Three women say Spanish body positivity campaign used their images without permission

Three women who believe in their the images were used in a Spanish “body positivity” campaign have said their portraits were used and edited without permission, including a woman whose prosthetic leg was removed from the image and a woman who believes her face was edited onto the body of a woman who had a mastectomy.

The Spanish Ministry of Equality launched the summer campaign on Wednesday, with five women of different ages and ethnicities on a sandy beach, with the slogan: “Summer is also for us.”

But days after the campaign launched, some of the women whose bodies appeared said they were not asked if their images could be used.

British model and motivational speaker Sian Lord said she was left “trembling with rage” after seeing her image had been included in the ad and edited to remove her prosthetic leg, UK newspapers reported.

Meanwhile, Juliet FitzPatrick, a British writer who underwent a double mastectomy, said she believed “my face may have been used and superimposed on the woman with a breast.”

“Can you tell me what images were used to make this woman? Twitter on Sunday.

“I got messages on Saturday, from Twitter and Instagram, asking if that was me on the billboard, the one with the mastectomy, and I looked at it and thought, no, it’s not really me, mainly because I don’t have breasts,” FitzPatrick told CNN.

FitzPatrick, who had one breast removed in 2016 and the second in 2017, told CNN that she was later contacted by photographer Ami Barwell, who told her she believed that the artist had used a photo Barwell had taken of FitzPatrick for his “Mastectomy” photo series.

“We’re reasonably sure it’s my face superimposed on another photo he took of another woman with a breast,” FitzPatrick explained.

“It made me feel quite angry at first, because you can’t just use other people’s images. And it also upset me because I lived with one breast for about 18 months and I really hated it,” she said.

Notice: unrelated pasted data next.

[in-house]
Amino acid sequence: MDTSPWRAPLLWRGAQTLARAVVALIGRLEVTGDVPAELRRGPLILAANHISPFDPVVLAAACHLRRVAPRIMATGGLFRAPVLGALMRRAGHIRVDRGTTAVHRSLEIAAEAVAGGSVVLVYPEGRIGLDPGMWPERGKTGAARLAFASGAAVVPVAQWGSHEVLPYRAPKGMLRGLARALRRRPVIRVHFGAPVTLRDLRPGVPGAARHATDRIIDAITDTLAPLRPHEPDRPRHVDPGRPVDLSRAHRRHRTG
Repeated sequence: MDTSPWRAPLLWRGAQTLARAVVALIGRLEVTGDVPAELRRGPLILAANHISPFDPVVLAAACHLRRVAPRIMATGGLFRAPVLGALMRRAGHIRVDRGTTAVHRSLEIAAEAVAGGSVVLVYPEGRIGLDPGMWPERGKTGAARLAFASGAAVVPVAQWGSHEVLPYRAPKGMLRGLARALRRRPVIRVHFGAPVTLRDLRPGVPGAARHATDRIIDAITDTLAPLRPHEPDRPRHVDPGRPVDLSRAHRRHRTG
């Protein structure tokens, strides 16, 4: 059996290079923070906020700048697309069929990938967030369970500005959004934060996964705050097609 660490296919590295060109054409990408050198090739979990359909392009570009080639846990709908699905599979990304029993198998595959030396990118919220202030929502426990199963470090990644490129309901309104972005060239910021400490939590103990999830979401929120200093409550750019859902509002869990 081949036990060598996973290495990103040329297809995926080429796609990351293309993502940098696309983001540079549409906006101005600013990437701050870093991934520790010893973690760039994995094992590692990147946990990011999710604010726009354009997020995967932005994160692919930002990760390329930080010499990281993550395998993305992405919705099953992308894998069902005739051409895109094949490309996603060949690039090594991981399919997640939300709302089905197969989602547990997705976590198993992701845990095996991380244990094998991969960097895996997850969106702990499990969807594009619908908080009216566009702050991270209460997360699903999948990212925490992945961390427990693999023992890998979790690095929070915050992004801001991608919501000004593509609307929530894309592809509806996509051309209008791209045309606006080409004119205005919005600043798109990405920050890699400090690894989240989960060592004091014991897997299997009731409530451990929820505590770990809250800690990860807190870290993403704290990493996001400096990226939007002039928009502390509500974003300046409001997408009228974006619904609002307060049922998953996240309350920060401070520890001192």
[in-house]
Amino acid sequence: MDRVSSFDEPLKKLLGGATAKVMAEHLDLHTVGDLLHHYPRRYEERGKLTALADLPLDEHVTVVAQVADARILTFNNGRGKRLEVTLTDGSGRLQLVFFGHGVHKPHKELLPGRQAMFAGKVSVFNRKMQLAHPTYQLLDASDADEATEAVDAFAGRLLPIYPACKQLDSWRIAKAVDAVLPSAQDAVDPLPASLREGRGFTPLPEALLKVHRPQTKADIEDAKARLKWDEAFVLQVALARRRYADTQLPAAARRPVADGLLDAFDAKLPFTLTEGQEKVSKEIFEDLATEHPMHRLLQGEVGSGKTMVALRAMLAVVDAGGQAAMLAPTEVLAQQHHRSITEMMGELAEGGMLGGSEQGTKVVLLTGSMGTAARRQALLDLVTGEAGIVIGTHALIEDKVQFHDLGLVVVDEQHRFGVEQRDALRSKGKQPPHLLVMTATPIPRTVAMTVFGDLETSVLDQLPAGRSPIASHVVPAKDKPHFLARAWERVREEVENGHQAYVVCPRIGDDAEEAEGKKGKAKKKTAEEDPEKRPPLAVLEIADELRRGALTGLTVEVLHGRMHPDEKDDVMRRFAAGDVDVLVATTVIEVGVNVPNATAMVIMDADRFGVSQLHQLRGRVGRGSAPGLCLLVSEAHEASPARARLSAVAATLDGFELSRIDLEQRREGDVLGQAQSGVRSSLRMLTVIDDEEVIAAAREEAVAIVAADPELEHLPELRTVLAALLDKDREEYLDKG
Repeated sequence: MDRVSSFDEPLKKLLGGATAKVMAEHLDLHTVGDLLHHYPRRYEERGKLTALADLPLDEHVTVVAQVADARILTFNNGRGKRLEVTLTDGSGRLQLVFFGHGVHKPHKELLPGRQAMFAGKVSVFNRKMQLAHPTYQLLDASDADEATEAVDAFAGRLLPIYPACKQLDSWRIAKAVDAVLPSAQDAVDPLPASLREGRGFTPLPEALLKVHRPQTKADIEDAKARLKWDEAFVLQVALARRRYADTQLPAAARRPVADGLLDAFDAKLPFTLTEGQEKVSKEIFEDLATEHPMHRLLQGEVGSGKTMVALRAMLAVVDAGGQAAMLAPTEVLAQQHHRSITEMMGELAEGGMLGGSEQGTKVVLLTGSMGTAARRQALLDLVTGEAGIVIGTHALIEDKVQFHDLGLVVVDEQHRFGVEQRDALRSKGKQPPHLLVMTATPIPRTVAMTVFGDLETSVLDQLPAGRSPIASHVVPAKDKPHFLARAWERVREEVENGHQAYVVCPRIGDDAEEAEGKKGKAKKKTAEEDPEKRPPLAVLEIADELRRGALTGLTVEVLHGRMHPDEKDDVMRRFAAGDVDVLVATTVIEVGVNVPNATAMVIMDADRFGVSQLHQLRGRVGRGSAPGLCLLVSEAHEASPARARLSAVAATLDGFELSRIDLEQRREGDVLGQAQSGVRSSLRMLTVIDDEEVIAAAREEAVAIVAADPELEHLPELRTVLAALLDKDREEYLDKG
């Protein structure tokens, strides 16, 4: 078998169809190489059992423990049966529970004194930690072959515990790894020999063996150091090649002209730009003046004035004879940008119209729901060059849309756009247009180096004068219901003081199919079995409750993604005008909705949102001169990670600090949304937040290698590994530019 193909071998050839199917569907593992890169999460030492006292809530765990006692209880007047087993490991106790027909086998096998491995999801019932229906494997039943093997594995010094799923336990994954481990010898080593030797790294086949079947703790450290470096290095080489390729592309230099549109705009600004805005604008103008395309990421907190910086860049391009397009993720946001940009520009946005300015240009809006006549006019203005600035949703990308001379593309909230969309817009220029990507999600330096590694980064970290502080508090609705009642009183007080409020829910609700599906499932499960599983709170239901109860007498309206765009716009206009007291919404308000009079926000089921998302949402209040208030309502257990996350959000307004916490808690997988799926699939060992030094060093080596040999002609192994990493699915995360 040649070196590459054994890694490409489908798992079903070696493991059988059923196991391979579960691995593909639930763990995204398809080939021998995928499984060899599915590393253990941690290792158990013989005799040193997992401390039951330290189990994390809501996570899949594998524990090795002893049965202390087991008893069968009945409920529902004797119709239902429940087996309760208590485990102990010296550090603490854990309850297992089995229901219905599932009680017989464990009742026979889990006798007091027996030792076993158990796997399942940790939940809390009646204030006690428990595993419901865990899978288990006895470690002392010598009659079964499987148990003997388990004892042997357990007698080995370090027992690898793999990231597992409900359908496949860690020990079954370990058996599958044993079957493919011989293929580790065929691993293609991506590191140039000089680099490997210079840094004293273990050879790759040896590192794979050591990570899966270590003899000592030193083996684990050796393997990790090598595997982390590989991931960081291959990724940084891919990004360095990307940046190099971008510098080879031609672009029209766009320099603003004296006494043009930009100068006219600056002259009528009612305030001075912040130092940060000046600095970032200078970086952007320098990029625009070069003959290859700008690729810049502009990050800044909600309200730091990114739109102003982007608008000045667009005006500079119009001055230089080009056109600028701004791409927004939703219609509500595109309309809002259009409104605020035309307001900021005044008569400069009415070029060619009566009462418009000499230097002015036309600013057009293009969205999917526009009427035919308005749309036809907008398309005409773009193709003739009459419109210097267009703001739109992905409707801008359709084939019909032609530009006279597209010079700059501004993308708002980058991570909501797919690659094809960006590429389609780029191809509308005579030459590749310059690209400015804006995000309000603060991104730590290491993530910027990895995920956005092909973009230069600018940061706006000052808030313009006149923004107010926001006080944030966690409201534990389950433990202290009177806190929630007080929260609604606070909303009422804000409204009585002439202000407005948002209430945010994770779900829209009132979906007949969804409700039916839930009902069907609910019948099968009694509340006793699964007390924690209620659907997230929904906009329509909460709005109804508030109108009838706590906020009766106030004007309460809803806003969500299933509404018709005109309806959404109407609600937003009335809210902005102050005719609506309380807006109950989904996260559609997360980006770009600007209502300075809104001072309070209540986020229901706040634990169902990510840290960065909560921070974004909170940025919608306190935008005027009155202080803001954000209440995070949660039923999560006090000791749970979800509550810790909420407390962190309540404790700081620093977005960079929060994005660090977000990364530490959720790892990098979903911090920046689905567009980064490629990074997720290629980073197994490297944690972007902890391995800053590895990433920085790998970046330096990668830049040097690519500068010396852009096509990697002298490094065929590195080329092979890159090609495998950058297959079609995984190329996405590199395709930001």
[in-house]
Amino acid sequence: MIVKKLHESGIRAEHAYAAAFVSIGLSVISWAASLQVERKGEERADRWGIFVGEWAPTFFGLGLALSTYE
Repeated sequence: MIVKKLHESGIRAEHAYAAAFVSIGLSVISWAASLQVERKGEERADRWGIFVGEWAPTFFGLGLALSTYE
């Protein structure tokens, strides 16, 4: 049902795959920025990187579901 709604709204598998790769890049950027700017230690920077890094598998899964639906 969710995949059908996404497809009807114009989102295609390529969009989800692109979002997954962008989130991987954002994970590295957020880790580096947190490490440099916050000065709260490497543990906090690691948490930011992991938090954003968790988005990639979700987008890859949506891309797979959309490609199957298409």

“I think it actually invalidates the whole campaign and what they’re trying to do because it’s about body positivity, being comfortable in your body, you know, there’s no need to hide things,” he said.

“And actually, what they’ve done is they’ve taken women’s bodies and used them however they want, cut them to pieces, however they want. Because, of course, Sian actually has a prosthetic leg, but They removed her leg and replaced it with a flesh and bone leg,” he added.

FitzPatrick’s claims came after British model Nyome Nicholas-Williams said she was alerted last week that an image of her in a bikini had been used in the ad without her consent.

Nicholas-Williams animated his Instagram followers to “keep up the conversation so that the Spanish government can understand how wrong this is” and spoke of the importance of consent.

The artist, known as Arte Mapache, addressed the controversy with a sorry on twitter Thursday.

“First of all, I would like to publicly apologize to the models for being inspired by their photography for the ‘Summer Is Ours Too’ campaign and using an unlicensed typeface (I thought it was free).”

Arte Mapache added that after the “justified” controversy surrounding illustration, “I believe that the best way to repair the damage that may have been caused by my behavior is to equally distribute the benefits obtained from this work among all the protagonists of the work”. poster and buying the typeface license (I’m getting happy with everyone to get this fixed ASAP).” The artist added that he was paid a total of 4,490 euros (US$4,600) for the work.

“It was never my intention to abuse your image, but to transfer to my illustration the inspiration that women like Nyome Nicholas, Raissa Galvão are for me… Your work and your image must be respected. Thank you for your work, even in this case. “

In a tweet, the Women’s Institute, an independent body attached to the Ministry of Health, Social Services and Equality, thanked Arte Mapache this Thursday for its “anti-fat-phobia activism” and recognized the error of the illustration.

“The Women’s Institute wants to clarify that at no time was it aware that the women in the images were real people,” a spokesperson for the institute told CNN on Monday.

“The contracted work was the elaboration of an illustration, without the use of models. The Women’s Institute, as the injured party, has contacted the models to clarify the situation, and they are waiting for the illustrator and the models to reach an agreement. ”, they added.

CNN has reached out to Nyome Nicholas-Williams, Sian Lord and Raissa Galvão for comment.

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